RE: formation & incarnation

From: Alexanian, Moorad (
Date: Thu Sep 18 2003 - 12:28:51 EDT

  • Next message: "Re: RFEP and the Heart of Christianity"

    It seems to me that “formational history of the universe” leaves no room for human free will and, more extraordinary, free will even for the Creator. I see no difference between deism and all such speculations. Not to say that if Christ is part of the “formational history of the universe, then certainly Christ cannot be the Creator as stated in the Gospel of John, in full agreement with the Jehovah Witnesses, Mormons, etc. Juggling words like “functional integrity of creation” seems to add equal confusion.



            -----Original Message-----
            From: on behalf of George Murphy
            Sent: Thu 9/18/2003 12:04 PM
            To: Howard J. Van Till
            Subject: formation & incarnation

            Howard J. Van Till wrote:
    > From: <>
    > > Questions for Howard and the supporters of RFEP:
    > >
    > > I am still hoping for an explanation of how we are to understand basic
    > > Christian doctrines in light of the RFEP. It seems to eviscerate all the
    > > fundamental doctrines like Election, Virgin Birth, Prophecy, the
    > > Incarnation, Miracles of Christ and the Resurrection.
    > >
    > It's really quite simple. The RFEP is purposely stated in a way that, a)
    > limits its application to matters of the formational history of the
    > universe, and b) avoids a categorical denial of supernatural divine actions........................................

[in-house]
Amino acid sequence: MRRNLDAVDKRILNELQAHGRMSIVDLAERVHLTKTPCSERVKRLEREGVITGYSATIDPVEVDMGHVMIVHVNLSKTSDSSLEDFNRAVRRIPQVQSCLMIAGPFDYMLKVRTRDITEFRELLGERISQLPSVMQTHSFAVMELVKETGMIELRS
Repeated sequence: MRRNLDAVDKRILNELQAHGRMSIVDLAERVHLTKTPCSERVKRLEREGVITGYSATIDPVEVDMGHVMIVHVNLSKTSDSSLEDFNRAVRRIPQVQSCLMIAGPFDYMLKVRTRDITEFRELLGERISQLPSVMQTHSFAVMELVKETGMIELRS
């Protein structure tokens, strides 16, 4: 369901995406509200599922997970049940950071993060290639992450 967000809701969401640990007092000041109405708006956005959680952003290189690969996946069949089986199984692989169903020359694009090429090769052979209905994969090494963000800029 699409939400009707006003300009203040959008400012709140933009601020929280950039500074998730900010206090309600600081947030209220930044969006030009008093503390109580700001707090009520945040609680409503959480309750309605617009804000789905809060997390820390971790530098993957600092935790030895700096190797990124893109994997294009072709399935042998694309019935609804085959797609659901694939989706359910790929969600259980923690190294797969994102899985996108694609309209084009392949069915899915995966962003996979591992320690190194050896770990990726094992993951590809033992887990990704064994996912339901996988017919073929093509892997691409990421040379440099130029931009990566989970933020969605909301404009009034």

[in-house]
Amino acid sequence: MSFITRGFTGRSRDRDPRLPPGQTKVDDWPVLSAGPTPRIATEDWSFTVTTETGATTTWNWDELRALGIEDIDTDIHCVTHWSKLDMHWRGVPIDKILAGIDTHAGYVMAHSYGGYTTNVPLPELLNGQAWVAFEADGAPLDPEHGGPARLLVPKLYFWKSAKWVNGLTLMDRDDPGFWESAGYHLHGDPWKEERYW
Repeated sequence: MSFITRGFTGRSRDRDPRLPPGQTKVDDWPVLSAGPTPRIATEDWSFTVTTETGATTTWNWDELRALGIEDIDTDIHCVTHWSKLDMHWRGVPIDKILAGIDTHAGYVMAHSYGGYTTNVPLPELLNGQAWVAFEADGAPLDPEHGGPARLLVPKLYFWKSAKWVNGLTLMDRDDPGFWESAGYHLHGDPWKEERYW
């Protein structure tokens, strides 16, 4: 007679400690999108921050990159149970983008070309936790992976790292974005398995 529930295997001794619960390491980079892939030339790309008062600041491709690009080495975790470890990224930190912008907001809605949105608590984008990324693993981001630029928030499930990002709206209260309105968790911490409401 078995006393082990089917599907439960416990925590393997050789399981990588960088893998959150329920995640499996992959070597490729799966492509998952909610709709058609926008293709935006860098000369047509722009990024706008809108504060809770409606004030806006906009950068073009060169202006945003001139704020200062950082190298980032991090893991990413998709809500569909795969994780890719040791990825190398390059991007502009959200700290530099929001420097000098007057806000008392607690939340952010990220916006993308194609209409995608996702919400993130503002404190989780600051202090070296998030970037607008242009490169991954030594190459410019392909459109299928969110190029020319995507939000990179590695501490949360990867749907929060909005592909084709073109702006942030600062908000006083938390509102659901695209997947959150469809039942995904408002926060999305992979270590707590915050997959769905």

Perhaps part of the problem here has to do with how to delimit "formational
            history" from the rest of the history of God with creation - or indeed whether such a
            strict separation is possible. In order to make that separation one would have to
            assume that the Incarnation (if one believes that there was one) & events preparatory
            to it & following from it are not essential to the formational history of the universe.
            That would be the case if one held - to use traditional language - that Christ would not
            have come had humanity not sinned. But if the Incarnation is not solely a remedy for
            sin, if it in fact is the _purpose_ of creation (cf. Ephesians 1:10) then the
            formational history of the universe in its full sense has to include the coming of
            Christ & its subsequent effects.
                    Howard's older & more limited phrase, "functional integrity of creation," to
            some extent avoids this problem.
            George L. Murphy

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